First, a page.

One of a series of posts about Sunnyside streets and street names.
Congo Street in the Sunnyside neighborhood runs nine blocks, from Circular Avenue to Bosworth Street, from the edge of the I-280 freeway to the edge of Glen Canyon Park. It makes the ‘C’ in the short run of alphabetical street names that begins with Acadia Street on the east and ends with Hamburg Street on the west (changed to Ridgewood Avenue in 1927).
The name has been a mystery of sorts to many. A scooter messenger I once knew who liked to contemplate the city’s enigmas used to find himself pleasantly puzzled when stopped at Congo on his way out Monterey Boulevard. If you live in the neighborhood, it’s easy for the name to become part of the furniture—used but not noticed.
Unlike the picturesque set of river-themed street names in a Sacramento suburb, where ‘Congo’ sits next to ‘Klamath’ and ‘Nile,’ Sunnyside’s Congo seems without meaningful context, being next to streets named Detroit and Baden. How it came to be the choice of the Sunnyside Land Company when the district was laid out in 1891 is the story of idealized capitalist aspirations that would soon meet the realities of imperialist atrocities against indigenous peoples in the heart of Africa.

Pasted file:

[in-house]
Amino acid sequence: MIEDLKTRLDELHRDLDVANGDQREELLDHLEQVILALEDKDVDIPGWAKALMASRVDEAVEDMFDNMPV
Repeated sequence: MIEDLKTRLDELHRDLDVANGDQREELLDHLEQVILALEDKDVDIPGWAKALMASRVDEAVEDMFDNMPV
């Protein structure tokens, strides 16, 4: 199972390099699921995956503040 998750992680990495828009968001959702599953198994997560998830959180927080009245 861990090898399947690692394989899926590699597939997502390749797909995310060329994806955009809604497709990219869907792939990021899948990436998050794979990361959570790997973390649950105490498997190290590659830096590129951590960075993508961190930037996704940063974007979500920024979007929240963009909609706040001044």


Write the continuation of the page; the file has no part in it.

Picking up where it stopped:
In the two decades following the naming of the street in Sunnyside, the Congo in Africa was the site of a genocide of staggering proportions. Many people have told the story; this article highlights only some of it, including a few heroes of humanitarian reform of the time who should be better known, as well as an African American poet who evoked the Congo throughout his long working life.
And the Congo has resonance in the immediate present: the recent efforts of the Black Lives Matter movement in Belgium may finally knock the villain responsible for the atrocities, King Leopold II, off his plinth. Better a century too late than never.